An Issue with Musical Notation

Discussion in 'Trumpet Discussion' started by trumpetsplus, Oct 10, 2013.

  1. trumpetsplus

    trumpetsplus Fortissimo User

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    I have just put up a blog on this.

    An Issue with Musical Notation

    Here is the content:

    Musical notation is, at best, an approximate indicator of how a piece of music should sound. Listening to a synthethized playback from musical notation software will certainly demonstrate this.

    I am a very accomplished sight-reader of music. This ability held me in good stead when I was a first call studio player all those years ago in New Zealand. Even now, my typical first reading of any part will be error free. But I have a lot of difficulty when I am presented with an aria to sing.

    What is the difference?

    Beams! Those lines which join notes in groups of three, or four, or whatever the rhythm suggests. Beams exist in vocal music only between notes on the same syllable, whereas they are always there in instrumental music to hold together the notes contained within a common rhythmic unit (beat or half beat etc).

    The first glance of an instrumental part will show the rhythmic patterns very clearly outlined by the beams. We see a group of two, or three, or four, as being a collection of notes following the first. Let’s be clear about this. The notes all follow the first; they come after the first note. And in the rhythmic pattern dotted eighth followed by a sixteenth (or dotted quarter followed by an eighth etc), the short note comes after the long note. It is rhythmically connected to the preceding long note.

    We teach musical notation in terms of notes following each other; coming after. In the above mentioned dotted example, we teach: One, two - And Three, four - And. I believe that this is all backwards. The And does not belong to the two, or the four. The And belongs to the Three(and the next One). The pattern should be: dit Dah, dit Dah, rather than Dah dit, Dah dit. All short notes belong to the note which follows. They are preparatory notes to the long ones. This holds for all single or multiple notes leading up to a longer one.

    When you scan any piece of music you will see many examples of one or many shorter notes leading up to a longer one. One famous example is the opening four note motif of Beethoven’s Fifth Symphony. The three Gs are relentlessly moving towards the held E flat.

    My difficulty with vocal music is that whatever beams there are, do not relate even in this reverse way to the rhythmic structure of the melody. This makes the lines more difficult to sight read, but makes them easier to sing as music.
     
  2. gmonady

    gmonady Utimate User

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    Very nice Ivan. I like the idea (and use it often) of scanning ahead to understand what those "Beams" are projecting. That is why I try to take the time to sign a piece through, to get the feel for the phrasing, before diving in to play when sight reading. Heck even when not sight reading, when I go into rehearsal with the Quintet, and play a standard I have used in my past bands, Eddie, our new leader, rags on me at times for the "Beams" I have chosen. He then gets the word up on his smart phone, places them down by the score and states, use the notes for pitch, but play from the words, play from the words, as the words speak the truth. The word, according to Eddie.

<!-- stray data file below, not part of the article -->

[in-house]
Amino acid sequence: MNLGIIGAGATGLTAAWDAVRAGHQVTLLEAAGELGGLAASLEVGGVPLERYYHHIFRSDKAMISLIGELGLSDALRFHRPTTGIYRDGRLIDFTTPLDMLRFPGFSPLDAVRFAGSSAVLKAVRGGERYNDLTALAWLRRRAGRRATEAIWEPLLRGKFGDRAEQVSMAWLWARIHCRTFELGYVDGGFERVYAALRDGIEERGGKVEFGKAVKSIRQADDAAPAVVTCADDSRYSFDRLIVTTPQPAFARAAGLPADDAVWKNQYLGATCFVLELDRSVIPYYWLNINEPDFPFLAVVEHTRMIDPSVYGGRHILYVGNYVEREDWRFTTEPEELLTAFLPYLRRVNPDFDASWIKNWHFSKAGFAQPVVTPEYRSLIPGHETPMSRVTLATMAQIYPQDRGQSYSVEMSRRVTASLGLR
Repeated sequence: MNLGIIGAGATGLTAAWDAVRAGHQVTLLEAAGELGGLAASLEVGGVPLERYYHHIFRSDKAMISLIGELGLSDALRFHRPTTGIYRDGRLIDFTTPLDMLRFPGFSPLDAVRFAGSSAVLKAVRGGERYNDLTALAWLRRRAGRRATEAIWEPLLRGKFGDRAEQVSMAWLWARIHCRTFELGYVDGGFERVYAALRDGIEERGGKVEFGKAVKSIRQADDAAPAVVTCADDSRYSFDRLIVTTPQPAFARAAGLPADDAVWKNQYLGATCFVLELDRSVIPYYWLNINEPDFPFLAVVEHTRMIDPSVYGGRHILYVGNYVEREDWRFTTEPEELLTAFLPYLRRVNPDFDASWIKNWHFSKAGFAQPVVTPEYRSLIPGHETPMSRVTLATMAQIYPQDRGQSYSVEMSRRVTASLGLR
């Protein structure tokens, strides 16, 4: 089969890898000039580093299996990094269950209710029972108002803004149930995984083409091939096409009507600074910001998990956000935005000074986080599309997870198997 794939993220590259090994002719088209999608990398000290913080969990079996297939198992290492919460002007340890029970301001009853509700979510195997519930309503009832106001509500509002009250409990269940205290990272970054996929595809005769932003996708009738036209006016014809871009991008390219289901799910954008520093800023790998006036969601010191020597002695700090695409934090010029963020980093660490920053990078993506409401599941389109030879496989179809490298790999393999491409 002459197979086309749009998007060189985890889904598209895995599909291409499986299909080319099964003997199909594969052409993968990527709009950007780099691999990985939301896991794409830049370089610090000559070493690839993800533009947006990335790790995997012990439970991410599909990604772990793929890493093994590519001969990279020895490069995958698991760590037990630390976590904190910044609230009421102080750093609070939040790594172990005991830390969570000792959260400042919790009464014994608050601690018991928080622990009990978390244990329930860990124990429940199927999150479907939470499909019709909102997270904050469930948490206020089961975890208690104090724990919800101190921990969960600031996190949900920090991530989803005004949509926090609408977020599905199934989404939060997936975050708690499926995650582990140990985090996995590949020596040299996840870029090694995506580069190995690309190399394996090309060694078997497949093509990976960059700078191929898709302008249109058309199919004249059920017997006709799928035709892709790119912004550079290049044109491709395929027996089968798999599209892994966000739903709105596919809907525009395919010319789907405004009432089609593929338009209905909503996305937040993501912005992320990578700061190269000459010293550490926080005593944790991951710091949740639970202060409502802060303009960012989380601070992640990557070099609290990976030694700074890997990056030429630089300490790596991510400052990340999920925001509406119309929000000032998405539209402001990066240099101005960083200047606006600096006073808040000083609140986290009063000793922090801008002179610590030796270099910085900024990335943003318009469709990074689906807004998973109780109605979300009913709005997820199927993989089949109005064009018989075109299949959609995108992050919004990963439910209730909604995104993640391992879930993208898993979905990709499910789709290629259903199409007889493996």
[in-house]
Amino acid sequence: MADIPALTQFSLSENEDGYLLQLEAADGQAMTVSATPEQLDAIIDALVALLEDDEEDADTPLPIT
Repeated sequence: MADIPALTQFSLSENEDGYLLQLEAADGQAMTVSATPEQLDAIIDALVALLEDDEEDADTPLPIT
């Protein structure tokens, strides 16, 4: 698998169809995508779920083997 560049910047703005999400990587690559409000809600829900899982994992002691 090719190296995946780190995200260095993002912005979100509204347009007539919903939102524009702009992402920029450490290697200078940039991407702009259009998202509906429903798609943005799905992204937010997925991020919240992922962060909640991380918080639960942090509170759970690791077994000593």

3. jiarby

    jiarby Fortissimo User

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    Doesn't matter is the goofball arranger doesn't know how to use Finale.
     
  4. Buck with a Bach

    Buck with a Bach Fortissimo User

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    The band leader I'm working with uses finale, it's not entirely fool proof:oops:
     
  5. gmonady

    gmonady Utimate User

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    So maybe they should change it's name from finale to coda?:dontknow:
     
  6. jiarby

    jiarby Fortissimo User

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    I love F-flats and E sharps in the same measure.
     
  7. tobylou8

    tobylou8 Utimate User

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    I LOVE the same 16th note tied together throughout the measure or tying 8ths for the purpose of "clarity" (per the "arranger")!! SMH!!!
     
  8. BigDub

    BigDub Fortissimo User

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    Ivan, please explain the term "Beams"- is that a "Kiwi" term or am I just in the dark on that?
     
  9. trumpetsplus

    trumpetsplus Fortissimo User

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    Can't recall my music theory 101, but Sibelius uses the word "Beam" to denote the line which connects the vertical "Stems". So you have the round blob which denotes the pitch, connected to a "stem" - then the other end of the stem may be attached via a "beam" to one or more other "stems". One beam denotes eighth notes, 2 beams denotes sixteenth notes etc.

    Nuts isn't it?

    Sorry for the confusion.
     
  10. Vulgano Brother

    Vulgano Brother Moderator Staff Member

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    Weird stuff out there in Notationland! Just grab a bucket and a favorite search engine and anyone can find out lots of things about the history articulation and note connection. Musicologists are pretty rare and valuable and it is good to cultivate cordial interrelationships with them. It is also wise to keep a tame Early Music enthusiast on hand, and if you can find one, try a copyist. Just buy them a beer and pick their brains.

    Yeah, it does suck to sight read choir parts sometimes, but at least they "paint the text." It can help with note connections and phrasing.
     

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